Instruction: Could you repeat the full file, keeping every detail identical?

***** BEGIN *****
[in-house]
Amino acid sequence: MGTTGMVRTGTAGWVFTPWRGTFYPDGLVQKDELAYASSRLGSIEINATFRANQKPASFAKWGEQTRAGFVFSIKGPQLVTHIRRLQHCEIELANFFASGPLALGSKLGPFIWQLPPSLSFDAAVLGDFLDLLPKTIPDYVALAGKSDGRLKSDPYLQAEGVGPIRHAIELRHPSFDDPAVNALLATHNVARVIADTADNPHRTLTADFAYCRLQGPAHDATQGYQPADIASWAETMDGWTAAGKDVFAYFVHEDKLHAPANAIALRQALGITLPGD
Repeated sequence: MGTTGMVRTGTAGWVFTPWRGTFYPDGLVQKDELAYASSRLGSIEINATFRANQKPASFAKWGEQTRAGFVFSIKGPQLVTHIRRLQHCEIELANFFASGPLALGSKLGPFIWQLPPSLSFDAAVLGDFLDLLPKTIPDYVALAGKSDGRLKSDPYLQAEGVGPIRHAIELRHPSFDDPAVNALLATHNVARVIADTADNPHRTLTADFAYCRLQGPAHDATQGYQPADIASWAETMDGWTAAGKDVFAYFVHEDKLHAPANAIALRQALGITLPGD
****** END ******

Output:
[in-house]
Amino acid sequence: MGTTGMVRTGTAGWVFTPWRGTFYPDGLVQKDELAYASSRLGSIEINATFRANQKPASFAKWGEQTRAGFVFSIKGPQLVTHIRRLQHCEIELANFFASGPLALGSKLGPFIWQLPPSLSFDAAVLGDFLDLLPKTIPDYVALAGKSDGRLKSDPYLQAEGVGPIRHAIELRHPSFDDPAVNALLATHNVARVIADTADNPHRTLTADFAYCRLQGPAHDATQGYQPADIASWAETMDGWTAAGKDVFAYFVHEDKLHAPANAIALRQALGITLPGD
Repeated sequence: MGTTGMVRTGTAGWVFTPWRGTFYPDGLVQKDELAYASSRLGSIEINATFRANQKPASFAKWGEQTRAGFVFSIKGPQLVTHIRRLQHCEIELANFFASGPLALGSKLGPFIWQLPPSLSFDAAVLGDFLDLLPKTIPDYVALAGKSDGRLKSDPYLQAEGVGPIRHAIELRHPSFDDPAVNALLATHNVARVIADTADNPHRTLTADFAYCRLQGPAHDATQGYQPADIASWAETMDGWTAAGKDVFAYFVHEDKLHAPANAIALRQALGITLPGD